If the goal of pushing robocars is indeed about making roads safer, isn't it time for highly automated vehicle developers to start addressing the "failure to communicate" between men and machines?
If you think self-driving cars and vehicle-to-vehicle (V2) communication are two separate issues, you’re not thinking incrementally. Think again.
Autonomous vehicle proponents often discuss the utopian future of accident-free roads, but they rarely mention the long — incremental — transition period during which robocars and “legacy” vehicles, with people at the wheel, must share the road and all its perils.
If the goal of pushing robocars is indeed about making roads safer, isn’t it time for highly automated vehicle developers to start addressing the “failure to communicate” between men and machines?
Human drivers drive recklessly. A robocar approached an intersection when another car zoomed through, running a red light.
(Source: University of Michigan)
Let’s face it. Robocars are often clueless about human intentions. They’re bad at anticipating other drivers’ sudden moves, which means they’re incompetent at defensive driving. Meanwhile, humans drive recklessly more often than we care to admit.
So, what to do? Allowing only robocars on the road is the utopian answer. But in the real world, human-driven vehicles will stay on the road — weaving, honking, tailgating and making sudden lane switches — for the indefinite future.
Presumably we could throw more sensor technologies at robocars, bestowing on them some sort of “X-ray” vision. But again, in the real world, there’s no X-ray that can read a human driver’s mind.
Hagai Zyss, CEO of the Israeli company Autotalks
, is one executive not afraid to confront the lack of vision among automotive automation visionaries.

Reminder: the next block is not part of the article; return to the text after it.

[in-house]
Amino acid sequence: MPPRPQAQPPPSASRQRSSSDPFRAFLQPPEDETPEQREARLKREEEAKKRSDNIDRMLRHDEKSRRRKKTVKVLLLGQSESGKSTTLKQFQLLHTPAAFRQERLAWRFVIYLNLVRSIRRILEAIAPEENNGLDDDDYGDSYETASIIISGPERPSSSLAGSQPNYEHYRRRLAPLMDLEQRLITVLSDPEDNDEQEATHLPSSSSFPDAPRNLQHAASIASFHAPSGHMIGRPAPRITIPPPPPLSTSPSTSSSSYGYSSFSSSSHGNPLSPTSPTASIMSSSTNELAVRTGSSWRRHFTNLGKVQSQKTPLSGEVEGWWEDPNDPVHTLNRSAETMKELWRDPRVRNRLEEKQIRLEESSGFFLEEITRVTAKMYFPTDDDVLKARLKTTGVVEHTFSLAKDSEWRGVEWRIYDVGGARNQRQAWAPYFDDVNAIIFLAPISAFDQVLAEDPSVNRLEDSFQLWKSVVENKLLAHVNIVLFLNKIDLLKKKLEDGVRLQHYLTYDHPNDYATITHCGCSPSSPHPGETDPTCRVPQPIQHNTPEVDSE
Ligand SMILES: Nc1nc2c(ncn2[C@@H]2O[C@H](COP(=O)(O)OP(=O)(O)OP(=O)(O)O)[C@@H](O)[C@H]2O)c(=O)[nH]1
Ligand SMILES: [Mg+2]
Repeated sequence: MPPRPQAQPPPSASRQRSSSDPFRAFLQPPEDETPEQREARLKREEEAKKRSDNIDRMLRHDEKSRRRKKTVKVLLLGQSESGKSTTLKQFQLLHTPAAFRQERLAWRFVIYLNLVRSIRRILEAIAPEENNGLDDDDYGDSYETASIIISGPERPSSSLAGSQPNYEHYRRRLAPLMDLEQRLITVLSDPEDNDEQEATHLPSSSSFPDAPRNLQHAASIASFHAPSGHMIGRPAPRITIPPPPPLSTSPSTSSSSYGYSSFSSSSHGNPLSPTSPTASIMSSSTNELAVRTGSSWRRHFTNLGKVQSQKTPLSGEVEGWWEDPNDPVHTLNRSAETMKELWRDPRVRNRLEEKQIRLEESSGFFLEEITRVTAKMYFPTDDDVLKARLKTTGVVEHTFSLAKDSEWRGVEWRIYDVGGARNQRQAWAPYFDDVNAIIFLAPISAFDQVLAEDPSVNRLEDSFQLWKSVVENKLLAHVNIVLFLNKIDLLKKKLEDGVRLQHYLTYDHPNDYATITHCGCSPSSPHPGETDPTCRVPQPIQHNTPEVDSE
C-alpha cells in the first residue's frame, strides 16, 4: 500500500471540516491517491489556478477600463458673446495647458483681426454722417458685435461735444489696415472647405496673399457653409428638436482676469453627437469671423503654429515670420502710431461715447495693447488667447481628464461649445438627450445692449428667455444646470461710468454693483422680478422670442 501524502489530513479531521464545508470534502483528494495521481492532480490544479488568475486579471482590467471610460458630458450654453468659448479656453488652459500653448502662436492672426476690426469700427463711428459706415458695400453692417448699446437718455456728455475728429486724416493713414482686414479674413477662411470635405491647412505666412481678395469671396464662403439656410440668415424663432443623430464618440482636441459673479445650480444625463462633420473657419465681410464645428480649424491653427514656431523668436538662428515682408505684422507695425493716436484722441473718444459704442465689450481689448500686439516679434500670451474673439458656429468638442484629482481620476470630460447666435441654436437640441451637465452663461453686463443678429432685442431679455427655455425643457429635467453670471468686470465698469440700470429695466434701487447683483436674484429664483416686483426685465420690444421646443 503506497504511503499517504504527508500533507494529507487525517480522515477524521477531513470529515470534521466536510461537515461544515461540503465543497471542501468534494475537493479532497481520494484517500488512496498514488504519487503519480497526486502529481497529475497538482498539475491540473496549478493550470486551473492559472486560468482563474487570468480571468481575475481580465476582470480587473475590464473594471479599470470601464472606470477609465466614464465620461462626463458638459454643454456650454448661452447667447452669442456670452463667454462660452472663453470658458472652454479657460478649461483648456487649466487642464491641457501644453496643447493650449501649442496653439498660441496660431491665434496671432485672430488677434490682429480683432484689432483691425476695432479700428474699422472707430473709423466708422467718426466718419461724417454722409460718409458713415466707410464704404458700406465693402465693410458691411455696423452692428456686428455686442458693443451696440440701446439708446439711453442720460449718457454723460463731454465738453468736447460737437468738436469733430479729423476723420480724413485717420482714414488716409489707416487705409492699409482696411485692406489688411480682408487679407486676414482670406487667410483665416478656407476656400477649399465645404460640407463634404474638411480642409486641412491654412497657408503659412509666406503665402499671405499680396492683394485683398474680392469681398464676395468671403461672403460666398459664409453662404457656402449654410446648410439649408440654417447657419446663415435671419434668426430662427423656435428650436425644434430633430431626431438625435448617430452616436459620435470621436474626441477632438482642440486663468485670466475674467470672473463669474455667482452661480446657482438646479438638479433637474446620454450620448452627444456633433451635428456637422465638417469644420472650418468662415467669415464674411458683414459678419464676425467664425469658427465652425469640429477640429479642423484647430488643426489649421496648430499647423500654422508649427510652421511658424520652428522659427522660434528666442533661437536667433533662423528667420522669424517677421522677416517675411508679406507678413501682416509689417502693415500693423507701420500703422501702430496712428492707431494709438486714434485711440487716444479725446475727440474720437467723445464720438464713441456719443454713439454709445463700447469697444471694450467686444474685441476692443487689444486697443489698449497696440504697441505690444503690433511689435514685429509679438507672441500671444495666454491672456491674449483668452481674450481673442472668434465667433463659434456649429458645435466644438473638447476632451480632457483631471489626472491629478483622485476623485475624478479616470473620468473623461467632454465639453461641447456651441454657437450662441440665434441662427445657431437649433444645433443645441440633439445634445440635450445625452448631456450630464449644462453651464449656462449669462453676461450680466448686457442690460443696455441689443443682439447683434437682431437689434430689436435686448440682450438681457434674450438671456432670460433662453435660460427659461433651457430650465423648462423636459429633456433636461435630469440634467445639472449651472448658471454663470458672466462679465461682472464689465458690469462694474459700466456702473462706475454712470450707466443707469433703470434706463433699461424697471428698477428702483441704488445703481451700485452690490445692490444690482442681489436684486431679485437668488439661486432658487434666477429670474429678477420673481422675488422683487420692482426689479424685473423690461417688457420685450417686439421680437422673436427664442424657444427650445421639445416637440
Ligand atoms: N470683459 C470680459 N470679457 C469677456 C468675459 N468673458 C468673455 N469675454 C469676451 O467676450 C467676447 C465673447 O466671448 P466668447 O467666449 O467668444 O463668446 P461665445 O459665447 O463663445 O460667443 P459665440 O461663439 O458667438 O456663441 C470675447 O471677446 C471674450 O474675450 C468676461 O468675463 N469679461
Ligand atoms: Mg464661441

At the North American International Auto Show in Detroit earlier this month, he addressed the audience about a “lack of coordination between autonomous vehicles and manned vehicles.” This, he said, “fails the driverless vision.”
I talked recently with Zyss on the phone, and asked how his speech went over. “It was very well received. Automakers — on the ground — know that a dedicated vehicle-to-vehicle communication must be put in place. It’s another layer of safety measures everyone can use to start saving lives today.”
“It’s a shame,” added Zyss, that the connected vehicle debate — originally designed and developed for safety on the road — has been highjacked by cellular communication proponents like Qualcomm. The issue of V2X (covering both vehicle-to-vehicle or vehicle-to-infrastructure communication) has been framed as the DSRC vs. 5G technology choice.
Unfortunately, perception often becomes reality.
After the Consumer Electronics Show earlier this month, Phil Magney, founder and principal advisor for VSI Labs, noted that “for the first time in the history of V2X, more people were talking about 5G than DSRC.”
He observed, “Some are claiming that 5G will displace the need for DSRC altogether while others still claim that DSRC is going to be necessary to meet the stringent latency requirements of these applications.” The biggest question in Magney’s mind, though, is whether 5G Direct can meet the latency requirements of V2V collision avoidance.
So far, none of the 5G claims has been tested yet.
Too much “noise” and “confusion” on the market created a phony technology race between DSRC and 5G, while V2V’s primary safety goal has mysteriously drifted into the background. With DSRC, which has gone through rigorous testing and trials over the last seven to 10 years, “we can start saving lives today,” said Zyss. “Instead, we are looking at a technology — 5G — that doesn’t even exist yet.”
Next page: Accidents between robocars and human drivers